TOKYO (Reuters) – Toshiba Corp, desperate for cash to avoid a possible delisting, is considering raising about 600 billion yen ($5.3 billion) by offering new shares in a third-party allotment, a person briefed on the matter said on Friday.
The Japanese conglomerate has received proposals from several domestic and overseas brokerages for plans to raise money through a public offering or third-party allotment, and is looking into the option of allocating shares mainly to overseas investors, the person said.
In early trade, shares of Toshiba fell as much as 8 percent on the capital injection plan, first reported by public broadcaster NHK. They were down 4.5 percent by mid-morning, underperforming the benchmark Nikkei average’s 1 percent fall.
Strapped with liabilities arising from its bankrupt U.S. nuclear unit, Toshiba agreed in September to sell its prized chip unit, Toshiba Memory, to a group led by Bain Capital for $18 billion. It needs to beef up its balance sheet by the end of the fiscal year in end-March to avoid a possible delisting.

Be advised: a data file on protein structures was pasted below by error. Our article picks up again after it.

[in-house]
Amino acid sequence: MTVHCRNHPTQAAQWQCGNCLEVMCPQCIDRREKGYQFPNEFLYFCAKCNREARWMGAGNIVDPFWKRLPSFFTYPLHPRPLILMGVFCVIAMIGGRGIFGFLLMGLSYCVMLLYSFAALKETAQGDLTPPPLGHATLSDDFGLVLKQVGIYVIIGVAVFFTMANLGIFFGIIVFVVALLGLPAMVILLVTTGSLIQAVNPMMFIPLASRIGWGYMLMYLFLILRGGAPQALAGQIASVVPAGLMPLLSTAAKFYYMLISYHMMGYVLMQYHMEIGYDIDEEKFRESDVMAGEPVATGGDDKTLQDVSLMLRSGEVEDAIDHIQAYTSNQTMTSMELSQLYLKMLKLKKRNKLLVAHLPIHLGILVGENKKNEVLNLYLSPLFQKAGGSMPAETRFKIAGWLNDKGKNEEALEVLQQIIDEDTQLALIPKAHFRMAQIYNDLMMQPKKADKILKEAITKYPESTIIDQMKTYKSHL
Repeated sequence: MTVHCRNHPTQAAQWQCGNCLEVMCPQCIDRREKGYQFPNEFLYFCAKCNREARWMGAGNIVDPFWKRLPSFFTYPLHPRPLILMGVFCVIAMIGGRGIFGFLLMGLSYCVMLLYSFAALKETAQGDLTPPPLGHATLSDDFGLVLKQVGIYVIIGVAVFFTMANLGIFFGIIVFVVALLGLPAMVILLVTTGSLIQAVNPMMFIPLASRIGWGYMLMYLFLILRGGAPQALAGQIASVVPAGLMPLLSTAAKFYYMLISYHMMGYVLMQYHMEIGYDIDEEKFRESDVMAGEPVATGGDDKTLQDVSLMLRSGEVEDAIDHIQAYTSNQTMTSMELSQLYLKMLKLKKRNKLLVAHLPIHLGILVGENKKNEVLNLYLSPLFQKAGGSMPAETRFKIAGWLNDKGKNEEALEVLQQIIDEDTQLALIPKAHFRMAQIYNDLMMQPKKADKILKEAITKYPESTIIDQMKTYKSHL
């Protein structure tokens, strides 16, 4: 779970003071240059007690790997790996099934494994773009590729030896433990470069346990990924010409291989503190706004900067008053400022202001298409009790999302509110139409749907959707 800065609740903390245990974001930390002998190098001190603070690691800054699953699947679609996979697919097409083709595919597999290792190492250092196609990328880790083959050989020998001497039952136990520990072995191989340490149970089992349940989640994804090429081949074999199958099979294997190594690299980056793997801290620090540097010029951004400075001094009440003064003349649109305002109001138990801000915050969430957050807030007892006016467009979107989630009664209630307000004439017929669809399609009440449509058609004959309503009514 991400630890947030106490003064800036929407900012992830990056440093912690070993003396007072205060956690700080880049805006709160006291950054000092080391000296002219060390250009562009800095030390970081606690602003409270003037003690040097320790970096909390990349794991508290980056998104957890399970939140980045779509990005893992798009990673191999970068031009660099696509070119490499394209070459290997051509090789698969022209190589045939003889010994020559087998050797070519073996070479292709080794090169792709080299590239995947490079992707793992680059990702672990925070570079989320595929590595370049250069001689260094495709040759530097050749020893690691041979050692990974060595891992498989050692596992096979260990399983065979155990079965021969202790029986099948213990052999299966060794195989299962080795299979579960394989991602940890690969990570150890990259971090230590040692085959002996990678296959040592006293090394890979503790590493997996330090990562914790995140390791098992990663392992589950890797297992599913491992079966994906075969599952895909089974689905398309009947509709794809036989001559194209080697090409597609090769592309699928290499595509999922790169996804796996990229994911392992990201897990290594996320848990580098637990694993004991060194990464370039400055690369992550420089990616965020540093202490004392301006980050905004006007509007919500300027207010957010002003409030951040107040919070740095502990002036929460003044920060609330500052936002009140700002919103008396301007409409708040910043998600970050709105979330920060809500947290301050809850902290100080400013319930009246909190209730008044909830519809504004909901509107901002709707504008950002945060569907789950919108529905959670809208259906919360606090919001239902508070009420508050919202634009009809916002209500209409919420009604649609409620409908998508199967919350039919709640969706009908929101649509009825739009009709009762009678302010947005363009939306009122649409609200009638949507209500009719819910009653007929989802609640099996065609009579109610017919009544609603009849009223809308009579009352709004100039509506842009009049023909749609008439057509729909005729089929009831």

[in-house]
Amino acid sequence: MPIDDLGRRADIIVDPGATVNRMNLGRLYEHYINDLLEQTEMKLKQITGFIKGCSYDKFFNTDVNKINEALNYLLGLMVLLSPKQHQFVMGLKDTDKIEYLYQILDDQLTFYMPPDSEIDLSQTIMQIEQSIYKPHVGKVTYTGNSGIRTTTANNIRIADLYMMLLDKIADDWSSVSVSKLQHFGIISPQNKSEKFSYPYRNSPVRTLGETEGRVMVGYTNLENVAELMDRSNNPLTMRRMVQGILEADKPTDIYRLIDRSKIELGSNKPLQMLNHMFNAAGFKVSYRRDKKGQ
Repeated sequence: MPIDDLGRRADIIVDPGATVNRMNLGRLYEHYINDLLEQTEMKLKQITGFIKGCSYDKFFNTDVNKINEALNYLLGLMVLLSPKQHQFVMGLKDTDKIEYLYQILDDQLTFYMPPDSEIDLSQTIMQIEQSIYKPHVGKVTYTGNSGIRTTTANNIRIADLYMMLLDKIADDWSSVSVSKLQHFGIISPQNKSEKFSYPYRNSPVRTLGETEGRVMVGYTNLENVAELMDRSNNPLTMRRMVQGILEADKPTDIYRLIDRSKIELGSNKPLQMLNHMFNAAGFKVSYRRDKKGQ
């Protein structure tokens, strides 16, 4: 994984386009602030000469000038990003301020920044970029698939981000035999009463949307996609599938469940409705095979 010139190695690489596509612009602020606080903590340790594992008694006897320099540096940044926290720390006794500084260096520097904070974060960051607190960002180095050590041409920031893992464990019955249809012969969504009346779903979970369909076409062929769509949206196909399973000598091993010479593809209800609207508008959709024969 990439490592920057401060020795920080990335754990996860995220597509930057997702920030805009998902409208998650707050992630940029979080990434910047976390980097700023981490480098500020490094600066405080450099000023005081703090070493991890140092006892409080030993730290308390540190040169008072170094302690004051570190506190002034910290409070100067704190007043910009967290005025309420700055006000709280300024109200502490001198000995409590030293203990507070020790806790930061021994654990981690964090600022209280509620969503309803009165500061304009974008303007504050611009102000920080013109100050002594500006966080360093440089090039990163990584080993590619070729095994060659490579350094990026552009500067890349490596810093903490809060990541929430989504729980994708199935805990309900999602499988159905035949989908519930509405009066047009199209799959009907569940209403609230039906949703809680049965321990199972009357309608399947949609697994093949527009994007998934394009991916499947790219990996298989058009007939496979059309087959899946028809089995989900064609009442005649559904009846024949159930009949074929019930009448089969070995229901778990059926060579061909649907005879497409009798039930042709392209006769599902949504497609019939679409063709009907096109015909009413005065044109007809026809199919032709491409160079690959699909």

The source told Reuters that Toshiba wants to finalize the capital injection plan by year-end because it would need shareholder approval depending on the offering price and scope of share dilution. The person declined to be identified because the plan is not public.
In a statement, Toshiba repeated its stance that it was aiming to close the deal to sell its chip business by the end of March, saying in response to the NHK report that nothing specific had been decided regarding any funding plans.
Announcing half-year results a day earlier, Chief Financial Officer Masayoshi Hirata said Toshiba had launched a working group to consider various options to raise capital in case the deal did not close in time. He offered no specifics.
Toshiba reported robust second-quarter results with a 76 percent jump in operating profit driven almost entirely by a strong performance from its memory chip unit.
If Toshiba fails to close the sale in time, that could keep Toshiba in negative net worth for a second year in a row, putting pressure on the Tokyo Stock Exchange to delist it.
Reporting by Taro Fuse; Writing by Chang-Ran Kim; Editing by Stephen Coates